16 Journalists from Across U.S. Awarded Aging-Focused Fellowships

For Immediate Release
September 27, 2022

Contact: Todd Kluss
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The Gerontological Society of America (GSA) and the Journalists Network on Generations are welcoming 16 distinguished reporters for the next cohort of the Journalists in Aging Fellows Program, now in its 13th year.

They represent a wide range of general audience, ethnic, and community media outlets, including local and national publications. This year’s group brings the program’s total number of participating reporters to 217. The new fellows were chosen — by a panel of gerontological and editorial professionals — based on their proposals for an in-depth aging-focused story or series.

The program is supported by funding from The Silver Century Foundation, The John A. Hartford Foundation, The Commonwealth Fund, Archstone Foundation, and NIHCM Foundation, and a donation from John Migliaccio, PhD, MEd, FGSA.

The participating journalists will convene during the GSA 2022 Annual Scientific Meeting — scheduled for November 2 to 6 in Indianapolis, Indiana — where they will have access to the latest aging research and approximately 4,000 expert attendees. The fellowship will showcase research highlights from the meeting and other sources, and host discussions with veteran journalists on how to position aging stories in the current media environment.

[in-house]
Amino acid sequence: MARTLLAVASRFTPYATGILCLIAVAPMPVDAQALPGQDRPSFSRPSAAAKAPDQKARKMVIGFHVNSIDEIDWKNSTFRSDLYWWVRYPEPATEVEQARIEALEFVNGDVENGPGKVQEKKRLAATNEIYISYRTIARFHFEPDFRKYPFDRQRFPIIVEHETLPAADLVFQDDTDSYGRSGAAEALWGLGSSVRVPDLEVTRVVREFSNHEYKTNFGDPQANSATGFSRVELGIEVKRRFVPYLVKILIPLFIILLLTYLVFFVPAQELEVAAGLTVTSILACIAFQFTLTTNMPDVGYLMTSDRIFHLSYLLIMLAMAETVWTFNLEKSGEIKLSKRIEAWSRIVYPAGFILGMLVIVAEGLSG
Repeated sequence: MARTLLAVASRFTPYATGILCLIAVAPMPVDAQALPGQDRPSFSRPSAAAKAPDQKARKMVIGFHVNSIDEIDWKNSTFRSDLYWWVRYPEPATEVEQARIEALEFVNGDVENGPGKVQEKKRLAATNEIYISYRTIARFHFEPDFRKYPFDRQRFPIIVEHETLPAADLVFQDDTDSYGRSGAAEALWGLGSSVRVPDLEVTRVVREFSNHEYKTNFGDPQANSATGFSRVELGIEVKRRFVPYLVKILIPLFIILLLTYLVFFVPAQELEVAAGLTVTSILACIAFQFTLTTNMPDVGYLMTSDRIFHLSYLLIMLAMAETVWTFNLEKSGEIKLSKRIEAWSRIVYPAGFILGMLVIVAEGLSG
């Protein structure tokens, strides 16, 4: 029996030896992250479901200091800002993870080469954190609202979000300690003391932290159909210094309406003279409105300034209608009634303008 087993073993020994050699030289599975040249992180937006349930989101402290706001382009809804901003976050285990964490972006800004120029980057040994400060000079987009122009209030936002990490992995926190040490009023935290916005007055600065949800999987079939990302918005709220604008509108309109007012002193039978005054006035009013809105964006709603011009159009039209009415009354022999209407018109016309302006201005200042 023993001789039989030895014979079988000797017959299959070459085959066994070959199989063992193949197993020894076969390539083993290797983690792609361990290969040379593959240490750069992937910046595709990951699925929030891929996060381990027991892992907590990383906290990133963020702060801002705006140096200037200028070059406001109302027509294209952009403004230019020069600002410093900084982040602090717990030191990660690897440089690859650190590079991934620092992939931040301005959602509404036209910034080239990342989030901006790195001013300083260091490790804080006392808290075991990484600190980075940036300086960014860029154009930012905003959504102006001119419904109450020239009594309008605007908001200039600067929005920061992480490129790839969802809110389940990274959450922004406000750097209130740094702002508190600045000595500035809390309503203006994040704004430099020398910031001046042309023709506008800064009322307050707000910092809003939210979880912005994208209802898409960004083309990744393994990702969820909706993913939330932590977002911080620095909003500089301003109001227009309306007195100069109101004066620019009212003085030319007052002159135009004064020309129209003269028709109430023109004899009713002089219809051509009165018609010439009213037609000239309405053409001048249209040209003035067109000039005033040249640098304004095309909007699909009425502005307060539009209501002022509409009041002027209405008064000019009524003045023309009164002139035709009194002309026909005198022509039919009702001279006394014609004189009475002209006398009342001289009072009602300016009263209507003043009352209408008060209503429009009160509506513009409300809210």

“We congratulate the new fellows and their news outlets on demonstrating a commitment to serving their communities with fact-based, topical stories on the experiences of people as we age.” said GSA Director of Communications Todd Kluss. “We are happy to provide a unique venue where these reporters can interact with top authorities to better understand everything from scientific discoveries to social and policy debates.”

Kluss co-directs the program together with independent age-beat journalist Liz Seegert, who serves as program coordinator of the fellowship’s media partner, the Journalists Network on Generations.

“After two years of successful and informative virtual fellowships, it will be nice to gather in person for our 2022 program. I’m looking forward to working with this year’s outstanding group of fellows to help them pursue multiple angles on what it means to grow older in the United States,” Seegert said. “Our goal is to connect fellows with the resources and knowledge to enrich their reporting and develop more in-depth, nuanced stories about the many aspects of aging.”

Continuing fellowship grants also are being provided to allow 10 previous fellows to participate in the program and GSA’s meeting. A continuously updated list of nearly 800 stories generated by the program’s alumni is available at

The new fellows:

Patricia Anstett (Urban Aging News, part of Michigan Solutions Journalism Network)
Project: “The Financial Burden of Breast Cancer on Aging Women,” on the financial toxicity of breast cancer with low Medicare and little private coverage.

Michelle Baruchman (The Seattle Times)